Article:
LITHUANIAN UNIVERSITY OF HEALTH SCIENCES LUHS LIBRARY REPOSITORY

Lietuvos gyventojų mitybos ir jos pokyčių vertinimas, atsižvelgiant į socialinius veiksnius

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dc.contributor.author Kriaučionienė, Vilma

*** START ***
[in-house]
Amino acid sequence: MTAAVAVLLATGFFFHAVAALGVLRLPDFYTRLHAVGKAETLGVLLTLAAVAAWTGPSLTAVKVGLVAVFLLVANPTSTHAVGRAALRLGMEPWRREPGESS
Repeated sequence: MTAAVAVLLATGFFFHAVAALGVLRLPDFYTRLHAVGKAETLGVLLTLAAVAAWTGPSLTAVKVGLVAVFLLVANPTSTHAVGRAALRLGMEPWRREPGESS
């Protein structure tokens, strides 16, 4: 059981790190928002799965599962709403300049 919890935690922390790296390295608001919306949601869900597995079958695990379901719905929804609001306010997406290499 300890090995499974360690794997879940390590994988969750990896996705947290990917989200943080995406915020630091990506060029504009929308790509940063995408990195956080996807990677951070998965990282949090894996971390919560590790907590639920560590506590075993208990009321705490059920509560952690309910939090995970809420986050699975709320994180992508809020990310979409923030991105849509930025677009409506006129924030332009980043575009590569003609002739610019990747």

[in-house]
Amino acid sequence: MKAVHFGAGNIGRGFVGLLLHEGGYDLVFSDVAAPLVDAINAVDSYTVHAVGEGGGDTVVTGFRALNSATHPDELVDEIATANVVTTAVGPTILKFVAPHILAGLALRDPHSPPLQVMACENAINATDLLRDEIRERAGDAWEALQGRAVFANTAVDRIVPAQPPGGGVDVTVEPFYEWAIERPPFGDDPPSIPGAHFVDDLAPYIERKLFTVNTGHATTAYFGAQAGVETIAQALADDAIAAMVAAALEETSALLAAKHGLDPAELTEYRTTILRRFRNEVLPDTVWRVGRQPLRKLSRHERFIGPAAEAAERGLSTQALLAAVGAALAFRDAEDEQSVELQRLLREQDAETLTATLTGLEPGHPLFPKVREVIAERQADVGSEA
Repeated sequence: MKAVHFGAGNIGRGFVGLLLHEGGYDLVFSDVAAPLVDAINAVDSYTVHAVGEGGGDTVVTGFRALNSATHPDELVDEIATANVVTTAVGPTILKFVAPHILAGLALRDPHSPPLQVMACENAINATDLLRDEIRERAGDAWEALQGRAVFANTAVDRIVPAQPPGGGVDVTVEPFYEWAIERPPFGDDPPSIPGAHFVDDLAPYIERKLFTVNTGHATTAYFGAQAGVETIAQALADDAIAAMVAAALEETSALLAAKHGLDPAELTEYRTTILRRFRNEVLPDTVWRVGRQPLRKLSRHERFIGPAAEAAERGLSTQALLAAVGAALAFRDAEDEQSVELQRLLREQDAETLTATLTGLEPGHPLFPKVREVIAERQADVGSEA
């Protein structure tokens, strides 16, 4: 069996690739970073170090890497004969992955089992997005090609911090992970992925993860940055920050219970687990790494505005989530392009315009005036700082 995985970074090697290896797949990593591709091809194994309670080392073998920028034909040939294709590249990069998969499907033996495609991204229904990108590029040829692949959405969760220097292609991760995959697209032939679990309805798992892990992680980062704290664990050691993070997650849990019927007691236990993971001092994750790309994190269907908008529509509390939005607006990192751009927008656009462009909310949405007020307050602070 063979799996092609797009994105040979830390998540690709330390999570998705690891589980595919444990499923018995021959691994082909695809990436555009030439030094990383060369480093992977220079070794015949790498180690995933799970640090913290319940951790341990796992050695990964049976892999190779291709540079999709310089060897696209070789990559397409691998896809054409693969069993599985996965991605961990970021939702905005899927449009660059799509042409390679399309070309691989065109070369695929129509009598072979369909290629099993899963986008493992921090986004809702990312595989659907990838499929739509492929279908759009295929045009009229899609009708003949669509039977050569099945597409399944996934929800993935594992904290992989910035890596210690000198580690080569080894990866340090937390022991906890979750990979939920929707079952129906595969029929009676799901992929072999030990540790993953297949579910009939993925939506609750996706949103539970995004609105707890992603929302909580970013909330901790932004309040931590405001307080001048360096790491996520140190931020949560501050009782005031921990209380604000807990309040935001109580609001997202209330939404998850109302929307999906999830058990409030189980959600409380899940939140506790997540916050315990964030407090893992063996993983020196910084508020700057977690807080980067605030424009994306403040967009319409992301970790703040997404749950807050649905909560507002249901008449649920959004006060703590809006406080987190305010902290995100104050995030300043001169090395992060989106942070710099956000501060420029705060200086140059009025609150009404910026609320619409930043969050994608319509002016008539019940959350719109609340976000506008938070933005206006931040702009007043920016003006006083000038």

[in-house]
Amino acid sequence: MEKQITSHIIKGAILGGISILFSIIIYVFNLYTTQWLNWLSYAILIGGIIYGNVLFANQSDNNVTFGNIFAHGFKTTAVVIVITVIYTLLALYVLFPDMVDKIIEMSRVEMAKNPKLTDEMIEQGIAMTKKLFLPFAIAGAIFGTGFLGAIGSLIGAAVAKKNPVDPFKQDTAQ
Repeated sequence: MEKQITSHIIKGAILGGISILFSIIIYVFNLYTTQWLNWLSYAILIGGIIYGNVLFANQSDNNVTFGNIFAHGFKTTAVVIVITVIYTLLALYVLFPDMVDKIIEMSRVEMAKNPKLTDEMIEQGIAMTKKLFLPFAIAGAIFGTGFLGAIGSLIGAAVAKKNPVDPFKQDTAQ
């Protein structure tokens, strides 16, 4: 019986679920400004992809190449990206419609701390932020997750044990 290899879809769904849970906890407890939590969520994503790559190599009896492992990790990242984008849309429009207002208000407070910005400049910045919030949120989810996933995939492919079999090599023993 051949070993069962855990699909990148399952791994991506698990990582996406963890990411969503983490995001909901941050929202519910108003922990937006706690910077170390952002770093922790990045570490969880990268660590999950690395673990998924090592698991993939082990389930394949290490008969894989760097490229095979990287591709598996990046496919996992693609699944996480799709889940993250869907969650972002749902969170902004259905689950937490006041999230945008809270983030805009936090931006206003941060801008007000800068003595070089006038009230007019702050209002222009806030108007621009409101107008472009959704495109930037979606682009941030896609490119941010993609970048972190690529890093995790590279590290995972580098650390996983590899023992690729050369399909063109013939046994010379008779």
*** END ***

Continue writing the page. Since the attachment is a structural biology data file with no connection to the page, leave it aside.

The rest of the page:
dc.date.accessioned 2017-08-21T08:10:49Z
dc.date.available 2017-08-21T08:10:49Z
dc.date.issued 2005
dc.identifier.uri http://repository.lsmuni.lt/handle/1/60018